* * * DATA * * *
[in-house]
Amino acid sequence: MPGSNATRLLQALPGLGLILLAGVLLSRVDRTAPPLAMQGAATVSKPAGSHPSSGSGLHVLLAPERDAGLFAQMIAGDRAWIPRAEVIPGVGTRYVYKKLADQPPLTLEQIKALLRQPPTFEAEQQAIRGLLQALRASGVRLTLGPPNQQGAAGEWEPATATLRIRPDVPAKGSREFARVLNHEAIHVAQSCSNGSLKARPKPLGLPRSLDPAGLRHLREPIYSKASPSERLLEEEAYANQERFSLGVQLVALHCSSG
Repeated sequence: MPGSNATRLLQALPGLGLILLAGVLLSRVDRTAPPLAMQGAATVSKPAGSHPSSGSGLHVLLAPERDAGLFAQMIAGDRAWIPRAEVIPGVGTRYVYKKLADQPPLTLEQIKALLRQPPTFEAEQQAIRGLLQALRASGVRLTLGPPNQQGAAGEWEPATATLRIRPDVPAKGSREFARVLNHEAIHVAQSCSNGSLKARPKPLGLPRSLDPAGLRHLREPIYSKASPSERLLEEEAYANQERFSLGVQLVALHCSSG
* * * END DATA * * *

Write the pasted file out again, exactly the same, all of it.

[in-house]
Amino acid sequence: MPGSNATRLLQALPGLGLILLAGVLLSRVDRTAPPLAMQGAATVSKPAGSHPSSGSGLHVLLAPERDAGLFAQMIAGDRAWIPRAEVIPGVGTRYVYKKLADQPPLTLEQIKALLRQPPTFEAEQQAIRGLLQALRASGVRLTLGPPNQQGAAGEWEPATATLRIRPDVPAKGSREFARVLNHEAIHVAQSCSNGSLKARPKPLGLPRSLDPAGLRHLREPIYSKASPSERLLEEEAYANQERFSLGVQLVALHCSSG
Repeated sequence: MPGSNATRLLQALPGLGLILLAGVLLSRVDRTAPPLAMQGAATVSKPAGSHPSSGSGLHVLLAPERDAGLFAQMIAGDRAWIPRAEVIPGVGTRYVYKKLADQPPLTLEQIKALLRQPPTFEAEQQAIRGLLQALRASGVRLTLGPPNQQGAAGEWEPATATLRIRPDVPAKGSREFARVLNHEAIHVAQSCSNGSLKARPKPLGLPRSLDPAGLRHLREPIYSKASPSERLLEEEAYANQERFSLGVQLVALHCSSG